Tom Jicha

Tom Jicha grew up in New York City and worked with John Pricci at the short-lived revival of the New York Daily Mirror. Tom moved to Miami in 1972 for a position in the sports department at the now defunct Miami News.

Tom became the TV critic in 1980 and moved to the South Florida Sun Sentinel in 1988. All the while he has kept his hand in sports, including horse racing. He has covered two Super Bowls, a World Series and the Breeders’ Cup at Gulfstream Park.

He's been the Sun Sentinel’s horse racing writer since 2007 as a staff member, and continues to this day as a free-lancer.

Most recent entries

Monthly Archives


Wednesday, October 10, 2018

‘Best horse’ at BC might not be best bet

Arc winner Enable, who is headed toward the Turf, will be the best horse at the Breeders Cup, Nov. 2-3, according to British commentator Nick Luck. She certainly has the credentials as a back-to-back winner of Europe's most prestigious race. But seven previous winners of the Arc, who attempted this double looked pretty potent, too, and none got their picture taken.

Nick Luck, the glib British racing commentator, remarked after coverage of Sunday's Arc that if Enable comes to the Breeders' Classic--it looks like she is-- she will be the best horse at the two-day racing carnival.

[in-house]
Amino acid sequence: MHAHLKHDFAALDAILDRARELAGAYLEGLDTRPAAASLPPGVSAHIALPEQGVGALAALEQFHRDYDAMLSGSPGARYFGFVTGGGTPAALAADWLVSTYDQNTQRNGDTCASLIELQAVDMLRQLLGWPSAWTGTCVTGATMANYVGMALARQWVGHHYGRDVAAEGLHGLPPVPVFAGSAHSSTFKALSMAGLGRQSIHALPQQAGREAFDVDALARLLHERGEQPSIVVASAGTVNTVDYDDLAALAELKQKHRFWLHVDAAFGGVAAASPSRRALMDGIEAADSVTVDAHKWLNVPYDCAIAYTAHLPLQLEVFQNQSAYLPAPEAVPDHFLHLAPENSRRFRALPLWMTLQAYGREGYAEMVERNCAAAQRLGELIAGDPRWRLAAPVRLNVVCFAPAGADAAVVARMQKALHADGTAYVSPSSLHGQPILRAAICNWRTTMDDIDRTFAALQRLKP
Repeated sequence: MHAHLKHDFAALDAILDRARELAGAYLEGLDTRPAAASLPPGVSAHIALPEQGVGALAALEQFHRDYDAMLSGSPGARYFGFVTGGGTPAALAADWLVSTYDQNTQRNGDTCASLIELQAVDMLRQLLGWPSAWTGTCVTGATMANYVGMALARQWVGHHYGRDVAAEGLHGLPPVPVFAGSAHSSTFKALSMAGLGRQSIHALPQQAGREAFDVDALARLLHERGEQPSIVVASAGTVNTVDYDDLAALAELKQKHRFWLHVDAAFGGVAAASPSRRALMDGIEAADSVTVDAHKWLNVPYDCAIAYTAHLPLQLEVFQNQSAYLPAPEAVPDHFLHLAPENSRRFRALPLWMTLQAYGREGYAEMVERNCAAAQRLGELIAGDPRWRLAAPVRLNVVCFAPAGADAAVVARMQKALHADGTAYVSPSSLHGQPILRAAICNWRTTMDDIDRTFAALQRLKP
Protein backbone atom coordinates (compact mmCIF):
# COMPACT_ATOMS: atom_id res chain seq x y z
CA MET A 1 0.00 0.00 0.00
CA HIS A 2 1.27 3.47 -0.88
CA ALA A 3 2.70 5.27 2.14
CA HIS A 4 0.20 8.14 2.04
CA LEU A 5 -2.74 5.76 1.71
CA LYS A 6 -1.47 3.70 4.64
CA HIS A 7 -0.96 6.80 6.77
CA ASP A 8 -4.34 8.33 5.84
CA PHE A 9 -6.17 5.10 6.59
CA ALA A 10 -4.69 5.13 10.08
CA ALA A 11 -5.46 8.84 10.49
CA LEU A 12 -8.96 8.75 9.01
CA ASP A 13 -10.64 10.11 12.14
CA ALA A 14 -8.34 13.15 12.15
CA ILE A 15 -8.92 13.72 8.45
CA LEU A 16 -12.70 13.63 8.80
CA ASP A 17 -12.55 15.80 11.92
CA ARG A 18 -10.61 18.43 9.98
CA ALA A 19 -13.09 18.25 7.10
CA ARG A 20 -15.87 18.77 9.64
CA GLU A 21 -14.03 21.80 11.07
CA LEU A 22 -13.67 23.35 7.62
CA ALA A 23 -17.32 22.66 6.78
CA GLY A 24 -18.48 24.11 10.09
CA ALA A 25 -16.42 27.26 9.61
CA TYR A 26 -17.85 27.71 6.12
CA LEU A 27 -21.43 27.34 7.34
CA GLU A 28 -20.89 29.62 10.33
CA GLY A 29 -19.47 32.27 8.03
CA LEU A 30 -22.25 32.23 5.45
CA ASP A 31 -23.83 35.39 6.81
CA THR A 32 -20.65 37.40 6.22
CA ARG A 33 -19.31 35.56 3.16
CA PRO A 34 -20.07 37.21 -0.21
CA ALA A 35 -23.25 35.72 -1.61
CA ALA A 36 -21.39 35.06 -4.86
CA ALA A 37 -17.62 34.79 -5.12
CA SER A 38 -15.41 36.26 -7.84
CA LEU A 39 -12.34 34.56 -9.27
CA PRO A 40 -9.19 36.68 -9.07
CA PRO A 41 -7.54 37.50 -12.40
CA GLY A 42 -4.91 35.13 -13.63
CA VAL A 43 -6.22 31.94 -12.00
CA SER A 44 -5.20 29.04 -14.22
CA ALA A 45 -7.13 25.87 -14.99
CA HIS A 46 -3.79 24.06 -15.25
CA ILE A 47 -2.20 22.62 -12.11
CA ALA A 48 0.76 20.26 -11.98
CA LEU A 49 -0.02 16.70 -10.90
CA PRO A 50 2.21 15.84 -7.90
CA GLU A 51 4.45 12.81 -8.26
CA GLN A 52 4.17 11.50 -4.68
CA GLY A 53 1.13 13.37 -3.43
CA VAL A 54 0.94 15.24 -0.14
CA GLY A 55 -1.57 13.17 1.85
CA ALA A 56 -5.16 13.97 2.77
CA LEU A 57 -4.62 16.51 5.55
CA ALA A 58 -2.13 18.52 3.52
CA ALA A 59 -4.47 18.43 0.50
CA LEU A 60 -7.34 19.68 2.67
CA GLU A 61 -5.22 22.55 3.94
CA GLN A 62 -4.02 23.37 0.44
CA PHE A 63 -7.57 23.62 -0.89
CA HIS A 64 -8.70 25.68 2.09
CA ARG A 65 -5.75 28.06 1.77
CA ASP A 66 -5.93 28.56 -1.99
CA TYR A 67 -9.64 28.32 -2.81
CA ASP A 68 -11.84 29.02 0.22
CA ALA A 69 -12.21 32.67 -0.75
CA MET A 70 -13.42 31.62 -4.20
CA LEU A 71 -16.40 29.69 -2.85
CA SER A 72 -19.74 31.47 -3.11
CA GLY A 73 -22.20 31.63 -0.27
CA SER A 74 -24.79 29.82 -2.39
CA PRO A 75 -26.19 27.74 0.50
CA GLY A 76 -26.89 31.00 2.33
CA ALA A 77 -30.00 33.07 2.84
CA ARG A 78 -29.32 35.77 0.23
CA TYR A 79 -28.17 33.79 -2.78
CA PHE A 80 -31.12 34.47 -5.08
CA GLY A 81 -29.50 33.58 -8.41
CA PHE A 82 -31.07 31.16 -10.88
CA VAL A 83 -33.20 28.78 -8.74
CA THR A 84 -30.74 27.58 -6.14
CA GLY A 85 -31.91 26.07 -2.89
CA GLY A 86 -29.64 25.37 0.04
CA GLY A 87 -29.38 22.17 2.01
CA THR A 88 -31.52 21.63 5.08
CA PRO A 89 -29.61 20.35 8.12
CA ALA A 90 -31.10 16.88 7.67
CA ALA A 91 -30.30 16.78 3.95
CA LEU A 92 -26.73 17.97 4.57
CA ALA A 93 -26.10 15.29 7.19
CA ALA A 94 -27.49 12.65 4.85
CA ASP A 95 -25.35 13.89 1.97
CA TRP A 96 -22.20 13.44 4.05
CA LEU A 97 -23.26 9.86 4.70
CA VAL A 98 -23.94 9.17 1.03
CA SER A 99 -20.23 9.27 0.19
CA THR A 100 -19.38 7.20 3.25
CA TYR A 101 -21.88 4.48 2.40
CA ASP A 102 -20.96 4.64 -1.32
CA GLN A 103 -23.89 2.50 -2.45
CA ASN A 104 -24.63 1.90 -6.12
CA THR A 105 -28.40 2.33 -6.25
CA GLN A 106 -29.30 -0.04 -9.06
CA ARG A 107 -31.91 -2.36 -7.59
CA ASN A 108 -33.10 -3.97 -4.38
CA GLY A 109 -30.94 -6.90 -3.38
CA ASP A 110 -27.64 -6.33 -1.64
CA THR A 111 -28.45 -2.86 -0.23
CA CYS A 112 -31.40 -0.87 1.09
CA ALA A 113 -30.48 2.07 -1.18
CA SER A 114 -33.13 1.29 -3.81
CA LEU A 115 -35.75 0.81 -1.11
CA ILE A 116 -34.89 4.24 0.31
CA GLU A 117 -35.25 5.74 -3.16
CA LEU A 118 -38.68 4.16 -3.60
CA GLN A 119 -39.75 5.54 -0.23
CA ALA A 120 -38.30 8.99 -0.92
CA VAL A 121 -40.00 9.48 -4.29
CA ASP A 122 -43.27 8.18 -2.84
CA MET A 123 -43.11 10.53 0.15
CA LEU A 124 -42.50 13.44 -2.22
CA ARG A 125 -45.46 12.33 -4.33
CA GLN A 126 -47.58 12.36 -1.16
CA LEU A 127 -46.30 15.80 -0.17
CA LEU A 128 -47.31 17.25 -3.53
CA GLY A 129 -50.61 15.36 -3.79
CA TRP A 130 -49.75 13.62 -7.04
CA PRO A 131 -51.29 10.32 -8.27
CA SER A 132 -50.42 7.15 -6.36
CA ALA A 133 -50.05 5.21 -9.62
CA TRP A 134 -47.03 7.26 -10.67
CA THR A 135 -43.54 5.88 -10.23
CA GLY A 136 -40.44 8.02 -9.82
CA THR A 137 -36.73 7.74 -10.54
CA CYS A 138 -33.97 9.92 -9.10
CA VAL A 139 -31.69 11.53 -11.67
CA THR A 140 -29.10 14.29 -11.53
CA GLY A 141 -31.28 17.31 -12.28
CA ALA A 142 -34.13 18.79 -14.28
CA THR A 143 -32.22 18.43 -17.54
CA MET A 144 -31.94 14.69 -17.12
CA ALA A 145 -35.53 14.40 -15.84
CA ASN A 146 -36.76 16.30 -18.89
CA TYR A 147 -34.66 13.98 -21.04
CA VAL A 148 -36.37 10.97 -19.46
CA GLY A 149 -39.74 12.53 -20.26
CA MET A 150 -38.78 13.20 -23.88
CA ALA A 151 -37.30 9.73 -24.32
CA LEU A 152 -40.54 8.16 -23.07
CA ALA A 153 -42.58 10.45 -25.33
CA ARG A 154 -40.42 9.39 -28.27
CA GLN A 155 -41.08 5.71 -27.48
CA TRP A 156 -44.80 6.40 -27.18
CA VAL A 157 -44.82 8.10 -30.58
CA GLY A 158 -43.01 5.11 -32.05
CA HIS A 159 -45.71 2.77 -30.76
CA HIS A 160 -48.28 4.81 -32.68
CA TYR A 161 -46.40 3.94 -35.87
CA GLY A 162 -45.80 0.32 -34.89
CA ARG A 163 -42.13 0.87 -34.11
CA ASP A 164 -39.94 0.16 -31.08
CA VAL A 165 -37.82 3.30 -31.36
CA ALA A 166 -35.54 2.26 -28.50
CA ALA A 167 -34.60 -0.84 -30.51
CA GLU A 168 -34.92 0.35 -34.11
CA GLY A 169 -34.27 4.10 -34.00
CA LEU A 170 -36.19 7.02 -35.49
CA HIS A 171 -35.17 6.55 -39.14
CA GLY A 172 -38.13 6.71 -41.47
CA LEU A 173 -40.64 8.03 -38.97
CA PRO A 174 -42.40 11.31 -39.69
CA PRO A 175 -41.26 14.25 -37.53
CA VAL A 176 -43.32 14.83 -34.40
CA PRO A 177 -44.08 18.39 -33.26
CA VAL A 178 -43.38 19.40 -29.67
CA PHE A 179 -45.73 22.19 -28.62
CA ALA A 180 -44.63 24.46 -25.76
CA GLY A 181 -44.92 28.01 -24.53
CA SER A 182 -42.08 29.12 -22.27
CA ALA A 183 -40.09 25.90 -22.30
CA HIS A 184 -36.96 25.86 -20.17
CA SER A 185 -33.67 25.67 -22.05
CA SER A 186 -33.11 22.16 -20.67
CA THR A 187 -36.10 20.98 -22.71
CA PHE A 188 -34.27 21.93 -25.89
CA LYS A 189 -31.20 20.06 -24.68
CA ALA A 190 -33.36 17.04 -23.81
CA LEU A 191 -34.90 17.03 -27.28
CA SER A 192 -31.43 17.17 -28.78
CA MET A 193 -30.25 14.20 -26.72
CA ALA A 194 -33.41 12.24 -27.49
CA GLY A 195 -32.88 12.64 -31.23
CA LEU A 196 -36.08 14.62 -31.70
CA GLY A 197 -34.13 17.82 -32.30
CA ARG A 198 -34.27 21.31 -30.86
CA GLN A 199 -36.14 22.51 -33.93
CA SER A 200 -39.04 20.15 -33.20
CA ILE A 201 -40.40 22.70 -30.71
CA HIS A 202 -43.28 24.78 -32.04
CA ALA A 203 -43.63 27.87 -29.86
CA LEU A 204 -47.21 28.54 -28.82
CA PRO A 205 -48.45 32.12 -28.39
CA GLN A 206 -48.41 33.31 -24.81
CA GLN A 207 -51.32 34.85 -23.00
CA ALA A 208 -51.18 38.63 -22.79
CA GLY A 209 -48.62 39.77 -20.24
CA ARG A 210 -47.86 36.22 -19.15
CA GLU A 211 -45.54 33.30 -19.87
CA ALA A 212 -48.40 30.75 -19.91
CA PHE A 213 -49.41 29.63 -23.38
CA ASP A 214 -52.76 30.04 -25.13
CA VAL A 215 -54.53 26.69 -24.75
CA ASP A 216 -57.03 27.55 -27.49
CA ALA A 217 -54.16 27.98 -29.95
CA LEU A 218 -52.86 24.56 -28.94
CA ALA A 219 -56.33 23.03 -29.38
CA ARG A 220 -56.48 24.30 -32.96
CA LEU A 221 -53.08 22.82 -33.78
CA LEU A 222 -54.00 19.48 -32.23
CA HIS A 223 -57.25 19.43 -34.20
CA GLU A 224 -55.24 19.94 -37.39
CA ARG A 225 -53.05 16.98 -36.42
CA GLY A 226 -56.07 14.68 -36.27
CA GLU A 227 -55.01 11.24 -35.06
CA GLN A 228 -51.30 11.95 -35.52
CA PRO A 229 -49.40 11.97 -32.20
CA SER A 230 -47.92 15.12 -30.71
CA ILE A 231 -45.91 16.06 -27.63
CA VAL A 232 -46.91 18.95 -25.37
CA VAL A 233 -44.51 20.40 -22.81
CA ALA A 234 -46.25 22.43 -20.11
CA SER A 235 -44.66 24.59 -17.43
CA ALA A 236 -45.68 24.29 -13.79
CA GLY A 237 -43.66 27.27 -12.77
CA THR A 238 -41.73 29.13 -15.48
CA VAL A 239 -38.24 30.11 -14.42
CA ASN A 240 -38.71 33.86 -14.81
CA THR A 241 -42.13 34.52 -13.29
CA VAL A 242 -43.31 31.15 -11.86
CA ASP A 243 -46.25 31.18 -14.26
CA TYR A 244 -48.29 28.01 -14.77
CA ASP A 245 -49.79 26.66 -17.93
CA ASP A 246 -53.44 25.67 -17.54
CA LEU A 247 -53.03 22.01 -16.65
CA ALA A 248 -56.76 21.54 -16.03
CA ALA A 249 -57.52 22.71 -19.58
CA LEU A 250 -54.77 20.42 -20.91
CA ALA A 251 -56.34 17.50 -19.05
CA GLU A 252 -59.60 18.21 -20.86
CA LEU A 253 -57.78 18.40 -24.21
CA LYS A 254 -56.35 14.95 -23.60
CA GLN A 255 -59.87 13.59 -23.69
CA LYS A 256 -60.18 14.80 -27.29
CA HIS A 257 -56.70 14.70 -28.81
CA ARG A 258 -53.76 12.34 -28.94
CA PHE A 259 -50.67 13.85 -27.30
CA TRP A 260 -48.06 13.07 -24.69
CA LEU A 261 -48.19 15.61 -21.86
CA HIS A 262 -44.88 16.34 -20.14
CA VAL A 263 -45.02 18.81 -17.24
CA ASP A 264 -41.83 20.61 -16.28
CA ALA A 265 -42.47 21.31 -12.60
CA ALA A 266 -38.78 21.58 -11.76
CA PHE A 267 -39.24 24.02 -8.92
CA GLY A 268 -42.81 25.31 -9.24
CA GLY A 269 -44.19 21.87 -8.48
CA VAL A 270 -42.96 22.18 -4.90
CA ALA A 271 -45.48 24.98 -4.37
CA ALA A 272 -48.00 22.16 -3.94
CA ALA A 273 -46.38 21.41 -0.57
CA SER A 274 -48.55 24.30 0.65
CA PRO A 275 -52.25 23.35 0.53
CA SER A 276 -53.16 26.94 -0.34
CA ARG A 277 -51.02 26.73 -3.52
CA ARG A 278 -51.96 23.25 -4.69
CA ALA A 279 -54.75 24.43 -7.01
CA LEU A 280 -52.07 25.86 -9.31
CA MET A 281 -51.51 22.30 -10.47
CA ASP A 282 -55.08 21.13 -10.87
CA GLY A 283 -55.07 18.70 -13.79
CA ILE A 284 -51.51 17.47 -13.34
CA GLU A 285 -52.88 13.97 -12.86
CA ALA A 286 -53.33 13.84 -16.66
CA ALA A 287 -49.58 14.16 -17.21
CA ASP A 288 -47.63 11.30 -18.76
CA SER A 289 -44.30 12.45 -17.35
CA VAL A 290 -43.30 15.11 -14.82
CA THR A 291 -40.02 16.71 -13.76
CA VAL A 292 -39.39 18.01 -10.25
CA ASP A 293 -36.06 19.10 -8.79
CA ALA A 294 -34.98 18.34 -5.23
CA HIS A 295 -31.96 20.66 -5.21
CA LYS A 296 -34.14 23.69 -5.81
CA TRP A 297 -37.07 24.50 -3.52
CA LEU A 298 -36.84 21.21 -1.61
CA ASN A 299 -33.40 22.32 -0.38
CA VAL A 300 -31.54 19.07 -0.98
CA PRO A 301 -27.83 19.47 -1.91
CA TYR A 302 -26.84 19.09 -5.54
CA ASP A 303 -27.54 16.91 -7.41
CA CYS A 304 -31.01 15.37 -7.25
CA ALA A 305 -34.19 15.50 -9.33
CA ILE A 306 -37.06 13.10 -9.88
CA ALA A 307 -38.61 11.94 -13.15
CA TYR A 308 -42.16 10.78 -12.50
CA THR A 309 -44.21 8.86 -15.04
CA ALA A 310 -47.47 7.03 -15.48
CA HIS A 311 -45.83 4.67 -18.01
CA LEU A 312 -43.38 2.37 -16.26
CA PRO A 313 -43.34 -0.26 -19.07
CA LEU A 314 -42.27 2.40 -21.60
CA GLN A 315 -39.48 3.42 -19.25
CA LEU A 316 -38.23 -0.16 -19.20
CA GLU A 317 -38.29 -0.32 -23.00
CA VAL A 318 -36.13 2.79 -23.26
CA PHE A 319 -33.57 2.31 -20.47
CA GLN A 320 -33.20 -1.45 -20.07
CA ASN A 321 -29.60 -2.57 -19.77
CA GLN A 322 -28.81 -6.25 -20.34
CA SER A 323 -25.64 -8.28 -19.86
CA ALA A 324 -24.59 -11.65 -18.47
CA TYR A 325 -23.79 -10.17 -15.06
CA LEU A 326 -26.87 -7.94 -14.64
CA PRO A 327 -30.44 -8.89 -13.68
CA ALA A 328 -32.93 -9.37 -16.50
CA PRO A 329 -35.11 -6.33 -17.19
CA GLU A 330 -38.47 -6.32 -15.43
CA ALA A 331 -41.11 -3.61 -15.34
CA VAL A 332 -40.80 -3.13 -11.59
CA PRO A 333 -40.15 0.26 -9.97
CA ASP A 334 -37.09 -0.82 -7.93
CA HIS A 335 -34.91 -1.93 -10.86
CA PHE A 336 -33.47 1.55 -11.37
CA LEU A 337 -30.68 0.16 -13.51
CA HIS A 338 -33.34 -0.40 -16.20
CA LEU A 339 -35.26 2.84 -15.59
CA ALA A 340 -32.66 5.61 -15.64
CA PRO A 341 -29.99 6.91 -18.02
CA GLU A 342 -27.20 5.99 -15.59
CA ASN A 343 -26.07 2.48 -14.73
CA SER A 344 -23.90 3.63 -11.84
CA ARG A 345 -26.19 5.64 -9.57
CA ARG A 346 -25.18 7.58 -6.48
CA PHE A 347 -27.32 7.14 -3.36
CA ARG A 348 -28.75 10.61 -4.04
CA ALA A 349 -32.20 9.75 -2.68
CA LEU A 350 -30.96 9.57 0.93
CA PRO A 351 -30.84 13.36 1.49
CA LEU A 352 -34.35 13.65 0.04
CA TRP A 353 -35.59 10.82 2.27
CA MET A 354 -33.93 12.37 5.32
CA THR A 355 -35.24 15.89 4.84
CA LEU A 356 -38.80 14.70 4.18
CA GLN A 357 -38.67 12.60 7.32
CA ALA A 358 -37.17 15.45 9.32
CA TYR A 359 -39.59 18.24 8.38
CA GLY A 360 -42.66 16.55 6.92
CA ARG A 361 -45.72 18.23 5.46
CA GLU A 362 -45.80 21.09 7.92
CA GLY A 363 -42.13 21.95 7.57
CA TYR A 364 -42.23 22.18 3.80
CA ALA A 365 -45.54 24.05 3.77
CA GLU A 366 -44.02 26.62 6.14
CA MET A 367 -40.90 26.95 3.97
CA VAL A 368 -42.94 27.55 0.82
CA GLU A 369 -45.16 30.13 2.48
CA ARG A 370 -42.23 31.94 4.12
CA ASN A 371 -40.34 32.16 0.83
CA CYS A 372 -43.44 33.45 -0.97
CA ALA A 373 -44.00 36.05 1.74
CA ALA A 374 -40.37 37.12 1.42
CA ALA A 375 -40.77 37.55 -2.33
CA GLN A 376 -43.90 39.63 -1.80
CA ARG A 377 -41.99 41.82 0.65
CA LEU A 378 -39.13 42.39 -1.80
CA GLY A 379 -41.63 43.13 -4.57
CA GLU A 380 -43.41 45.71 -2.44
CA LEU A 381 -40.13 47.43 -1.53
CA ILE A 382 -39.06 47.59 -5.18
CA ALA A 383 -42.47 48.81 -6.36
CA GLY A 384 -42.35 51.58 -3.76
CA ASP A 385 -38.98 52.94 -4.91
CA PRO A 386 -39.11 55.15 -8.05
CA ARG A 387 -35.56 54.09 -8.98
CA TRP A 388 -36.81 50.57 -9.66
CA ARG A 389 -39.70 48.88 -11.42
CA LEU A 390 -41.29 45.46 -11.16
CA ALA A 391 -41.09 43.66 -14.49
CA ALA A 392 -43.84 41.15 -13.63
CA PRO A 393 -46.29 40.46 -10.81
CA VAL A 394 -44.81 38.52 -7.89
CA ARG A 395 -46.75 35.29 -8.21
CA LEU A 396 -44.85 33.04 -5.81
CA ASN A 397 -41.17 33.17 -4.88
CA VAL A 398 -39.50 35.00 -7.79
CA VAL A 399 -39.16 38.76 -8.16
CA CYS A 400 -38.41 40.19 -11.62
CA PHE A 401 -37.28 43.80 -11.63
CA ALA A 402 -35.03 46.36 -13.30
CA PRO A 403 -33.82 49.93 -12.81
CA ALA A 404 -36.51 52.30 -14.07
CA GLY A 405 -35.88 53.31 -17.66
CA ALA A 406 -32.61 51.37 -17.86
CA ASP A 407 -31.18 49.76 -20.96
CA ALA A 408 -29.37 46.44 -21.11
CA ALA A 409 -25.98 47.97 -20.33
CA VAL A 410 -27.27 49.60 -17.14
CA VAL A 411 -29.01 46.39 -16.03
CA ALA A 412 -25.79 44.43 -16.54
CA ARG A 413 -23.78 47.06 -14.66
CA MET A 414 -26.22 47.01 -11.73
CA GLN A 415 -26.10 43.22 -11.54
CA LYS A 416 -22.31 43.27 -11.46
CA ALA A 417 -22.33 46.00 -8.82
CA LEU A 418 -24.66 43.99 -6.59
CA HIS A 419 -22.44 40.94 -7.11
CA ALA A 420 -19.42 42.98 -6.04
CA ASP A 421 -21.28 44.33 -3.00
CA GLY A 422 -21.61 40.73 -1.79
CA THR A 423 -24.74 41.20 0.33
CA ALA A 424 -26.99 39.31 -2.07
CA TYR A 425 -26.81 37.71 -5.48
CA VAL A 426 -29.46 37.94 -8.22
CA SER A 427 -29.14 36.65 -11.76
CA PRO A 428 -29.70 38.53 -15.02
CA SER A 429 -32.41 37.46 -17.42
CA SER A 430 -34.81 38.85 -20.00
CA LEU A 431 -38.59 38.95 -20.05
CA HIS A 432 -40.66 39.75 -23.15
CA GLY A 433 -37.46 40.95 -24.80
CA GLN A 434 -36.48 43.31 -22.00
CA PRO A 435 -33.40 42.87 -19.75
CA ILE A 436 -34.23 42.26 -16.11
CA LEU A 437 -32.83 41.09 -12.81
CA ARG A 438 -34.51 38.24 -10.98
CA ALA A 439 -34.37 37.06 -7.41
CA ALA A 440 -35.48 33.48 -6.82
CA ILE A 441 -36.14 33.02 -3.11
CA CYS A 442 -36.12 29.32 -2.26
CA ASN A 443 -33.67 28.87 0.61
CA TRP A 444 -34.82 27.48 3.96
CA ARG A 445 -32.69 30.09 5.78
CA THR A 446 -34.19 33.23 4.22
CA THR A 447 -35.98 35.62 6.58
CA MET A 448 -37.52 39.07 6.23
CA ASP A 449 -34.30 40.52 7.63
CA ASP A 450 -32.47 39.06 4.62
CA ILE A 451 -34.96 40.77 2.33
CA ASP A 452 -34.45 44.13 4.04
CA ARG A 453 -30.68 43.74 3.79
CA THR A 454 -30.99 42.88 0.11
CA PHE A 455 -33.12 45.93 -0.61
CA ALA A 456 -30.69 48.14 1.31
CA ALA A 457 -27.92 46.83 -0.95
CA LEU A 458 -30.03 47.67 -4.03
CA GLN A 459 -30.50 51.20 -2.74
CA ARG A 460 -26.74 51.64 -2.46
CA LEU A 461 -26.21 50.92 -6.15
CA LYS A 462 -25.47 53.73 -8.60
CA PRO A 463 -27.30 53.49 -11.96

No disrespect to Enable but I've heard this before from Euro media--about seven times--going back to Dancing Brave in 1986. He was being touted as the greatest horse in the world from the moment he arrived at Santa Anita until he backed up in the stretch and checked in fourth behind American trio Manila, Theatrical and Estrapade.

Maybe this is the year jinxes in the world's biggest races are broken. Justify took care of the 138-year Curse of Apollo.

Enable might be better positioned than some of her predecessors to become the first to turn the Arc-BC Turf double. For most of the seven previous Arc winners, the Turf was an add-on at the end of a campaign geared toward the Arc. They might not have been over the top but their top effort came in France. The sicknesses and minor ailments Enable endured this year might be a blessing coming into the Turf, which will be only her third start of the season.

Isn't "third off a layoff" supposed to be a horse's best? Masterful trainer John Gosden feels Enable, who he said was only 80 percent for the Arc, will be 100 percent on Nov. 3.